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Supplemental Reading: The Latest Science on Supps, Explained

What vitamins should you be taking? Here are the latest answers, courtesy of science.

To take your vitamins, or not? That's the question being raised by a number of pros in the healthcare industry right now. And it's for good reason, since staying on top of the supplement game can give you as much whiplash as watching a Nadal-Djokovic match. (You know the cycle: new studies come out and make splashy headlines, then they’re debunked before you even get to the store).

To cut through some of the clutter (and those vast, fluorescent vitamin aisles) we’ve rounded up the most important supplement news in recent months. 

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Probiotics May Boost Your Mood
You probably already knew that those live microorganisms found in yogurt and other fermented foods (and sold in the pill form everywhere) do good things for digestion, IBS, and immunity, but a new study published in the journal Brain, Behavior, and Immunity has linked gut bacteria with good mental health, too.

In a randomized controlled trial, 20 adults consumed a multi-species probiotic (meaning it had multiple strains of bacteria) for four weeks, while 20 other study participants were given a placebo (even though they were told they were taking a probiotic). A depression sensitivity scale at the end of the study found that the group taking probiotics reported fewer negative or depressive thoughts—furthering the theory that the gut really is the ‘second brain.’ (The gut and brain are connected by a network of neurons called the brain-gut axis, which explains why we feel so many emotions—stress!—in our stomach). 

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Vitamin B Fights Skin Cancer
Sunscreen’s still your number one protector (yep—you still need it when the temps cool down), but if you’re prone to non-melanoma type skin cancers (think: basal cell or squamous cell cancers) a year-long Australian study found that taking Vitamin B supplements could slash your risk by almost a quarter.

In the clinical trial, those who took 500 mg a day of nicotinamide (a type of Vitamin B3) had a 23% lower risk of developing skin cancer than those who took a placebo pill. Don’t forget shades, a hat, and sun-protective clothing, too, if you’re headed to the beach—guys are more likely to develop (and, uh, die) from skin cancer than women are. 

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Vitamin C Can Mimic Exercise
Time to cancel your gym membership and chug OJ instead? Hardly. But a small study of overweight adults found that those who took 500mg of daily Vitamin C supplements had similar improvements in their blood vessel tone (a key measurement for cardiovascular health) as those who followed a brisk walking routine over three months (40-60 minute walks, 5-7 days a week.)

Even though vitamin C reduced the study participant’s levels of endothelin-1 (a protein that constricts the arteries and can increase your risk for heart attacks) the benefits don’t even begin to compare to the perks of a regular exercise regimen, so consider this one a helpful move if you’re out with an injury.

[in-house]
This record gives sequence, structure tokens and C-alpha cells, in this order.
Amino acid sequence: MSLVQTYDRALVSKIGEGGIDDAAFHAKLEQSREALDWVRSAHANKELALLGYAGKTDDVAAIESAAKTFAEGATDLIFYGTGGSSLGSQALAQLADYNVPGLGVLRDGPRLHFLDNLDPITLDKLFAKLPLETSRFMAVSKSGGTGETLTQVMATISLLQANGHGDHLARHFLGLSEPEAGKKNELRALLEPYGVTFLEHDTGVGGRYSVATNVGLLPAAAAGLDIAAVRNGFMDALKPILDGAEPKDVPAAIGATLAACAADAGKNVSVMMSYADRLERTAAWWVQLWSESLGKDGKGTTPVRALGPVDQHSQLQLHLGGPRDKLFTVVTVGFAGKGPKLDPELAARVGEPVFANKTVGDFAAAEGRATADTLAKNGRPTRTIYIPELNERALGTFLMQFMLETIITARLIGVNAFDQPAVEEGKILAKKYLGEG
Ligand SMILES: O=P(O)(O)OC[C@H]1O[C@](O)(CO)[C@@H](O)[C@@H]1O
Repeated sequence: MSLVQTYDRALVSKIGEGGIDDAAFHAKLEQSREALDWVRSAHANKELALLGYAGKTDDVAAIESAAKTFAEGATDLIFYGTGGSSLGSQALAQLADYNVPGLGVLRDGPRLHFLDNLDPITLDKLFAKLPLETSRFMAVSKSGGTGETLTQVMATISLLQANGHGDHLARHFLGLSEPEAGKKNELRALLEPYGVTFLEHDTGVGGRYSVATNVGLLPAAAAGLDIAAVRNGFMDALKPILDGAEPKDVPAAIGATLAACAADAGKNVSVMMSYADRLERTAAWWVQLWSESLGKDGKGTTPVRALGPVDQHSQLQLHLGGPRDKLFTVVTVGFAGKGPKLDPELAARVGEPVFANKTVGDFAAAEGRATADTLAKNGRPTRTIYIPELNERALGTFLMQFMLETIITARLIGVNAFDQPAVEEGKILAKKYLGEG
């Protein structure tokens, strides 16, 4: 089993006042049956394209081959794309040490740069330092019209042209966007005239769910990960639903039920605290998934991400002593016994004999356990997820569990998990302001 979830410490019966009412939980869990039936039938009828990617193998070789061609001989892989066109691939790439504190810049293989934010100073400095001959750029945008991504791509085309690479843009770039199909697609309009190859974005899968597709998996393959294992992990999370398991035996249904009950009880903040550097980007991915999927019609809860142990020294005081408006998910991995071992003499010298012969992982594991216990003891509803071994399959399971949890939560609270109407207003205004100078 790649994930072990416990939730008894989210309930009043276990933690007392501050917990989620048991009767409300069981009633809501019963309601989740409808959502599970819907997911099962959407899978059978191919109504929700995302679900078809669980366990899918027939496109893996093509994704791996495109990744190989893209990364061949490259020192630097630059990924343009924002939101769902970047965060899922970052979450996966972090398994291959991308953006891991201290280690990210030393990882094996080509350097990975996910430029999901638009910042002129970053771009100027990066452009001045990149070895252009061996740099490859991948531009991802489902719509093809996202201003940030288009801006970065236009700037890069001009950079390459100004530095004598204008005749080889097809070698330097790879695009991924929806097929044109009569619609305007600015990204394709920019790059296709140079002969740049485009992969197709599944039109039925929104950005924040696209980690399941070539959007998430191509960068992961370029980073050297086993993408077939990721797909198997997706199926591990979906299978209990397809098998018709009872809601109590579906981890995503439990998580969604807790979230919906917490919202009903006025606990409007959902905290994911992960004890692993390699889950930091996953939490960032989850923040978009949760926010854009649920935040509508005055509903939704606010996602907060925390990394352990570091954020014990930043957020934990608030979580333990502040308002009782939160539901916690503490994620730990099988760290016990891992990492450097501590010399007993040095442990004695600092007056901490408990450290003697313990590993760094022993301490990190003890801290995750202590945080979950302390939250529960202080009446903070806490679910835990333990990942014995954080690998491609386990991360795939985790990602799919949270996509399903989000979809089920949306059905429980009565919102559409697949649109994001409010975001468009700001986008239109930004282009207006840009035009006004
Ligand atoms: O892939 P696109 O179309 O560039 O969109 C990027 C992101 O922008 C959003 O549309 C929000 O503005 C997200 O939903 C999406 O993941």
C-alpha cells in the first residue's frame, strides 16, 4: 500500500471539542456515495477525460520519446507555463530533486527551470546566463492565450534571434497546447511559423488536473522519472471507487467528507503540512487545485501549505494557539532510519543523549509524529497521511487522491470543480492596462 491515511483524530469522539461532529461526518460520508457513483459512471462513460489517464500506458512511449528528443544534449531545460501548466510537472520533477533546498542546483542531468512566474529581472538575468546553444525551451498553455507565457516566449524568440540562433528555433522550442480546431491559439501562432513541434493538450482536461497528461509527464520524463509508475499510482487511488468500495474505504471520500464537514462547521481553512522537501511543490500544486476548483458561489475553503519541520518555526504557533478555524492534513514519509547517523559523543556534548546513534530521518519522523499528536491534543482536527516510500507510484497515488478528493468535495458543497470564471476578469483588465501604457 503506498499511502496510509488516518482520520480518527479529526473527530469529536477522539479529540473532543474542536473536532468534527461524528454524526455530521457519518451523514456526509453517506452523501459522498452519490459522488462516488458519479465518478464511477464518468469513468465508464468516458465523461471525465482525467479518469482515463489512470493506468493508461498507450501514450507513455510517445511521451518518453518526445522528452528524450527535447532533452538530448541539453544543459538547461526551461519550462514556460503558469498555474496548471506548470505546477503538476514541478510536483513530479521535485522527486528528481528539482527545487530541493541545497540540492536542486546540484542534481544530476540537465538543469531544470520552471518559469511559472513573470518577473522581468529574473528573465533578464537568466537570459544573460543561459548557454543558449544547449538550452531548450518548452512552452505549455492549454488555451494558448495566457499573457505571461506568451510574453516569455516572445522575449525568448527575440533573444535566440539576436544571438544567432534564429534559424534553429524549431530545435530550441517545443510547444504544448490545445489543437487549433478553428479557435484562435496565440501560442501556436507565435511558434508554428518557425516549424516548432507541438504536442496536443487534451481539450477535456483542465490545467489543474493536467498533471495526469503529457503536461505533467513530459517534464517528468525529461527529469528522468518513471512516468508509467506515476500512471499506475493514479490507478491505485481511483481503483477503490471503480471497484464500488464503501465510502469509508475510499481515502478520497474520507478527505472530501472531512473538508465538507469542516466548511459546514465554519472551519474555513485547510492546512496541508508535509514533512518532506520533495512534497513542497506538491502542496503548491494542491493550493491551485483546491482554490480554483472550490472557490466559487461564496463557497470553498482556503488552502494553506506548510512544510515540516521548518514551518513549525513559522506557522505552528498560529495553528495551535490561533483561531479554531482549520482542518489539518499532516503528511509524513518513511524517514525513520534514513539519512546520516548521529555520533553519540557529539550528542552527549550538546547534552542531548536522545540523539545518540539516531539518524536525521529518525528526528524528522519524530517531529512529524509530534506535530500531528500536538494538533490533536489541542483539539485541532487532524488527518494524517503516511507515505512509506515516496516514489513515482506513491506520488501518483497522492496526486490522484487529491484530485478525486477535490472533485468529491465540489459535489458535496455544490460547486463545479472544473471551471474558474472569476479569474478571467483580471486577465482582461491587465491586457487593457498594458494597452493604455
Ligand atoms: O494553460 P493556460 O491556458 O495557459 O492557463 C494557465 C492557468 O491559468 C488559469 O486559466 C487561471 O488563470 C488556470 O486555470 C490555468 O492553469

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Protein Packs a Punch While You Doze  
Every trainer will tell you that having some protein after working out is crucial for recovery, but a study from the Journal of Nutrition has confirmed that deep sleep is another key time to make muscle gains. Over a 12-week period, 39 young men lifted weights three times a week and had a 275-calorie snack afterwards, but a portion of the guys also had a protein drink (27.5 g of protein, 15 g of carbs, and .1g of fat) before bed each night.

By the end of the study, the guys getting the extra dose of protein before bed had increased their muscle mass and strength by about 3%. Pick a shake made with casein, a slow-release protein, to last you through the night. 

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Low D Can Hurt Your Brain
It takes about 10 to 15 minutes of daily UV exposure to fill up your reserves of Vitamin D, the sunshine vitamin, but if you’re desk jockeying this fall and winter that can be a hard mark to make. (And unfortunately, finding good sources of D in your diet isn’t easy.)

There’s a laundry list of reasons why you need Vitamin D (low levels have been linked to cancer, heart disease, and infectious diseases, among other health issues.) and more recently, a study published in JAMA Neurology has found that too little D may be associated with a faster decline of cognitive function. The eight-year study of older adults found that those with inadequate levels of the vitamin lost thinking and memory skills more quickly than those with normal D levels. A quick blood test at the doc can tell you if you’re low on D, so ask your doc the next time you’re in. Luckily it’s one of the easiest (and cheapest) supplements to get your hands on. 

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